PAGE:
You are not lean unless you have a clear objective and measure
Posted by Jakub Holý on March 19, 2013
A colleague of mine, Bjørn Remseth, had a good observation:
Without a clear objective you cannot be lean.
The lean approach is, essentially, about optimizing a process, a company. If you don’t know what you are optimizing then, by definition, you are not lean.
The thing being optimized in lean is the value produced by the process, whatever that is. We can see that also from the fact that lean is very focused on eliminating waste where waste is defined as activities that do not contribute to the creation of value.
Do you know what value you are trying to maximize? Do you have a single number to measure that value? Do you track the number from week to week?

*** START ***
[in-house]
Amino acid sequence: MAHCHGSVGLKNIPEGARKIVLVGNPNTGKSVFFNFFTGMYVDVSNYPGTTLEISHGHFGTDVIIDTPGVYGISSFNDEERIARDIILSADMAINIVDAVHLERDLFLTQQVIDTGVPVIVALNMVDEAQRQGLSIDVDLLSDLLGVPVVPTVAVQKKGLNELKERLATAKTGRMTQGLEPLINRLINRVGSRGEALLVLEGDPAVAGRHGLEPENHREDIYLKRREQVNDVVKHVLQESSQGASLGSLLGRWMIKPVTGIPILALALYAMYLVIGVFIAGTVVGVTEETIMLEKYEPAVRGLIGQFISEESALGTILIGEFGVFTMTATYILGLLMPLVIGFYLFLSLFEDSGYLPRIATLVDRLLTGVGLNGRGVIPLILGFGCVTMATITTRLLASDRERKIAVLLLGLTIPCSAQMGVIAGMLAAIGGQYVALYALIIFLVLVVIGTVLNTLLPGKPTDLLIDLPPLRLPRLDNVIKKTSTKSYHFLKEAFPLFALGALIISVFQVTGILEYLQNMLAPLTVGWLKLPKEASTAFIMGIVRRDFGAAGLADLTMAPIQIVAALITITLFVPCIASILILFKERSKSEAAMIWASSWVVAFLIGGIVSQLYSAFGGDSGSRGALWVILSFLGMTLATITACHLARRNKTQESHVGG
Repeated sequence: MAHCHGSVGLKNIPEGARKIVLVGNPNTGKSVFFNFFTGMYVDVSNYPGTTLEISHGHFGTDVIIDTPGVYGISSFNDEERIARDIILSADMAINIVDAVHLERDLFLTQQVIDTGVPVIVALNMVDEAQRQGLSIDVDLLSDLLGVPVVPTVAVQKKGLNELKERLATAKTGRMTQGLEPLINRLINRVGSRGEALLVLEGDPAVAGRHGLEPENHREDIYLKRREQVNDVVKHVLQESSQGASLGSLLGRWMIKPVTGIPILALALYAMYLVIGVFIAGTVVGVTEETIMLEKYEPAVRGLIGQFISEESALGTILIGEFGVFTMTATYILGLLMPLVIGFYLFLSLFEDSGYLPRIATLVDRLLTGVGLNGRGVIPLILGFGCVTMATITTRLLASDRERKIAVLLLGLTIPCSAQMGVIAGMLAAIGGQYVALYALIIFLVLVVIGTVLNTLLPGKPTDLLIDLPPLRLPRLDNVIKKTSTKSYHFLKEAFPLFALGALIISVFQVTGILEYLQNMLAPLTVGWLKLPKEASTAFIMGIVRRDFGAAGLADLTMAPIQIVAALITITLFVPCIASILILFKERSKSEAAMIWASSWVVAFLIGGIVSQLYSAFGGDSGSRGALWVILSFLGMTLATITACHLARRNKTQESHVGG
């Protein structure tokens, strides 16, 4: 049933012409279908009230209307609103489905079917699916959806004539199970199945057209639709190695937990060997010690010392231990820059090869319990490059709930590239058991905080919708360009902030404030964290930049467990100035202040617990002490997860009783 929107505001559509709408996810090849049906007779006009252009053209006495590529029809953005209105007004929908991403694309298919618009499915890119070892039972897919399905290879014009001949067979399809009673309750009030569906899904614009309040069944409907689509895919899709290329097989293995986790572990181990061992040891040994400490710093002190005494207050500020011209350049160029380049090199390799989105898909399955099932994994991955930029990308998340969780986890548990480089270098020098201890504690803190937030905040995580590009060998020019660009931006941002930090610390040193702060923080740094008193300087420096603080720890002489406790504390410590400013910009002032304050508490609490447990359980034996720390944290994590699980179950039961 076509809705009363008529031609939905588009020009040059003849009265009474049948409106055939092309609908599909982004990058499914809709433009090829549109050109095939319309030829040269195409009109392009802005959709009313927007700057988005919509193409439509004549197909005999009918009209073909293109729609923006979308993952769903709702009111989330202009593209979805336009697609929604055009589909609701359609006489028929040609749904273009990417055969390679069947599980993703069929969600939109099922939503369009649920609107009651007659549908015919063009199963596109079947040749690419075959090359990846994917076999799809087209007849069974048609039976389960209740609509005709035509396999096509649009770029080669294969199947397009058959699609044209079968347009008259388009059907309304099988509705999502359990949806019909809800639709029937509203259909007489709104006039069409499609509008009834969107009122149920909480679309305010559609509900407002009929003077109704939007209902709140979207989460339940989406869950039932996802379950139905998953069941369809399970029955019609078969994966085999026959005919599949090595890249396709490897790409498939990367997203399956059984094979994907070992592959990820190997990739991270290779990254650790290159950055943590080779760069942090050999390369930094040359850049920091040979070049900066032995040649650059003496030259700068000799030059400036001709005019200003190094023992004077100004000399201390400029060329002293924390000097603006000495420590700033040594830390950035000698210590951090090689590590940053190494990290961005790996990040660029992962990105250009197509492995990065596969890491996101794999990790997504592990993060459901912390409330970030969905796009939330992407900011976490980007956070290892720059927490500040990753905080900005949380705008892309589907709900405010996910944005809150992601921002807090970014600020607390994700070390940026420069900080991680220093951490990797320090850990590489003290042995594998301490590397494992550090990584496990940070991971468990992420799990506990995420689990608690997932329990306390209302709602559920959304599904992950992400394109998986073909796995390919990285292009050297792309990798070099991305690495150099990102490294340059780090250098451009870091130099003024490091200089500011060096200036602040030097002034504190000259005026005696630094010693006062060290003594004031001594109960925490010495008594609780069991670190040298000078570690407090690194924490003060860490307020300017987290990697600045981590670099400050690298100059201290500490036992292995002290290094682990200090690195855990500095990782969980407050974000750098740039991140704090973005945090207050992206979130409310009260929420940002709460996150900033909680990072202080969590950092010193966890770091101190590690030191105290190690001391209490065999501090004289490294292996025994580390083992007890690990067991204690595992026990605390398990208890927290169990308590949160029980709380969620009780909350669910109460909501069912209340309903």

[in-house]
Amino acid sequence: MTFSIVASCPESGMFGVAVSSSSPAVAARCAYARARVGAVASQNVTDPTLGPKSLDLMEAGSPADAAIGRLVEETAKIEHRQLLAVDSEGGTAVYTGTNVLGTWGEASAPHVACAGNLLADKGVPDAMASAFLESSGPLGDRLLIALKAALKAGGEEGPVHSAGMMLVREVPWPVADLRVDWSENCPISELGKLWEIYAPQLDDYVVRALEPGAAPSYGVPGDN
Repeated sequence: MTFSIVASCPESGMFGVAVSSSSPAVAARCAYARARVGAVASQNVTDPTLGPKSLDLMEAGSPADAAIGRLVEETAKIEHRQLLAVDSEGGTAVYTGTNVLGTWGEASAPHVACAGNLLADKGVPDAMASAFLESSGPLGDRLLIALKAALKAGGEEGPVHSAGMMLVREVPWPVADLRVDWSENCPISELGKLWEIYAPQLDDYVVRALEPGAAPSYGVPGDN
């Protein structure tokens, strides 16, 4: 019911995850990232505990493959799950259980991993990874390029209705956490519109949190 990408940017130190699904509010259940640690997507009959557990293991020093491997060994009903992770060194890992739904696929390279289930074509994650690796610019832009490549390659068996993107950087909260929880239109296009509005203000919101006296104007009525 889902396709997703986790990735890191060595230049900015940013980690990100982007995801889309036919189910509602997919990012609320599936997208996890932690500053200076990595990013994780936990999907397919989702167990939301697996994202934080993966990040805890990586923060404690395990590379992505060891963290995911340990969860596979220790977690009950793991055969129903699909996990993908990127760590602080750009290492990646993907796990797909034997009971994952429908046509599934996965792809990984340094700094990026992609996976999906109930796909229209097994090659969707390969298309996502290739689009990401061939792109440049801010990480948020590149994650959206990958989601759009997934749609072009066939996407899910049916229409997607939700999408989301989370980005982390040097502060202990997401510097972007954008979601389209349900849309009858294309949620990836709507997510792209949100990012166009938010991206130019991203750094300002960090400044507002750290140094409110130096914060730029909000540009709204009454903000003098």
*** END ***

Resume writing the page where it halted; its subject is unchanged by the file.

If not then you perhaps aren’t that lean after all.
From my experienced colleague Kim Ophus Leskovsky:
The hard part of this fact, however, is to find out how to measure and how to make sure the objective is at the right level. That is, not a fluffy objective everyone can agree on, and not too specific and micro-optimized. How does our objective appreciate the system or optimize the whole? How does our objective make sure it gives us a purpose and in the same time is low level enough so that we can free our potential through autonomy and the feeling of mastery? We talk a lot about skilled craftsmen and good development techniques. This issue requires good leadership that knows how to handle the demanding balances that needs to be fine tuned in order to achieve great results through relevant objectives
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